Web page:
Does it matter here on Earth? Well (since the Earth is not a true sphere) there is a slight variation in its gravitational field at different places. However, the most extreme difference is between the Equator and the North Pole, and that is less than one-half of one per cent. So, do your shopping at the Equator where, for a given weight you will get a greater mass (of whatever) than you will at the North Pole. Mind, it does depend on how the weighing is done!
Note that the SI unit of mass, which is the kilogram, is the only basic unit defined with a prefix (kilo) already in place and, also, the only one which is defined by reference to a physical object - a mass of platinum-iridium held at Sevres in France. Work is being done on developing a workable definition based on the laws of physics, just like all the other basic units are, but making it practicable so that it can be replicated independently in any other (properly equipped) laboratory is difficult.
'troy ounces' and 'metric carats' are used in the weighing of precious stones and metals.
The 'slug' is a technical unit of mass in the (now obsolete) foot-pound-second system.
Not surprisingly, over time, there have been various attempts at and proposals for, the measurement of temperature. Only the five most important, that had any degree of usage or practicality are dealt with here.
One of the earliest was that devised by Gabriel Daniel Fahrenheit (1686-1736) a German physicist. He introduced the use of mercury as the measuring fluid, which brought a higher degree of accuracy and stability to thermometers than had previously been known. He also used a mixture of salt and water, which had a lower freezing-point than pure water, to mark the zero point on his scale - by doing this he hoped to avoid having negative temperatures. He wanted the temperature of the human body to be about 100° on his scale but then adjusted things so that the difference between the freezing- and boiling-points of pure water were whole numbers and had a 'nice' value between them (180°). So these values then became 32° and 212° respectively. Body temperature was then 98.6 degrees. And that scale was adopted very quickly (about 1724) and been used ever since.
Another early attempt was by R A F de Réamur (1683-1757) a French scientist. He knew nothing of Fahrenheit's work and did not use mercury, but did produce a good working thermometer. He used the freezing-point of water as his zero mark, and put the boiling-point at 80 degrees. This scale was widely used (especially in France) for some time but is now obsolete. He has a greater claim to fame for much of the other scientific work he did.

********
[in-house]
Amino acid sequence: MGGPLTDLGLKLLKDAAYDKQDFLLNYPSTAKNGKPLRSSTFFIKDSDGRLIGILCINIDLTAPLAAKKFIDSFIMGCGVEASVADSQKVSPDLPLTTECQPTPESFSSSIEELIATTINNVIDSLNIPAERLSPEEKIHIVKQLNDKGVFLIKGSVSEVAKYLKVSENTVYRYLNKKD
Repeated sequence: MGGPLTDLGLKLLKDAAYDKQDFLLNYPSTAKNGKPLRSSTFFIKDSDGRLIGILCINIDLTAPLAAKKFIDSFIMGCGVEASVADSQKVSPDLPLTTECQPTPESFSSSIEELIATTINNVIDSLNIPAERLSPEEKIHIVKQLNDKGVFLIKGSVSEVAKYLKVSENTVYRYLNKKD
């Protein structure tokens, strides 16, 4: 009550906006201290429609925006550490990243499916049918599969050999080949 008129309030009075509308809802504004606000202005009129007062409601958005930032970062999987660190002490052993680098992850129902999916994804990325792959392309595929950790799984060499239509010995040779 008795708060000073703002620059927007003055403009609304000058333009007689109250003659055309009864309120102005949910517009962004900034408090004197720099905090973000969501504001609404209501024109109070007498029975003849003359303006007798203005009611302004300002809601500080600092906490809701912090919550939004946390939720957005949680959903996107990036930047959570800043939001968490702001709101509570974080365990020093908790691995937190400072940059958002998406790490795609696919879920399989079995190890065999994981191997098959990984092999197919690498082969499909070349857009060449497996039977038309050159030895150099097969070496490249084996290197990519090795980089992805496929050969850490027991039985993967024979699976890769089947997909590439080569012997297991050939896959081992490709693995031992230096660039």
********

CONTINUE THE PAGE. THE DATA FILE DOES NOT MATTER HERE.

|Another well-known name in thermometry is that of Anders Celsius (1701-1744) a Swedish astronomer. In his proposal he set the boiling-point of water as his zero mark, and put the freezing-point at 100 degrees!!! It was only reversed a few years later (and it was possibly not done by him). It gained wide popularity, especially with scientists, but became known as the Centigrade scale because of its 100 divisions. Perhaps this did not matter but, unfortunately, there was also a unit called a 'grade' which was sub-divided into 'centigrades' and used for measuring angles. So, in 1947 the General Committee on Weights and Measures ruled that the word 'celsius' and °C was to be used. But these things take time - even in the year 2000, a leading manufacturer of clinical thermometers was still labelling them as 'centigrade'!|
For scientists the most important name in thermometry is that of Kelvin. He was William Thomson, Baron Kelvin (1824-1907) a Scottish physicist and mathematician. He it was who discovered the principal laws governing the behaviour of matter in relation to energy and heat. And this led to the idea of an 'absolute zero', a temperature below which it was impossible to go since matter had zero energy at that point. He used the celsius degree for making his measurements so 1K=1°C. (Note the degree sign is not used with the Kelvin scale.) It is hardly likely to be used for 'ordinary' work - imagine stating a room temperature as 293K (about 20°C) or a normal body temperature as 310.15K (=37°C)!
Finally, W J M Rankine (1820-1872) a Scottish engineer created his scale, which was merely the Kelvin scale using the Fahrenheit degree instead of the Celsius.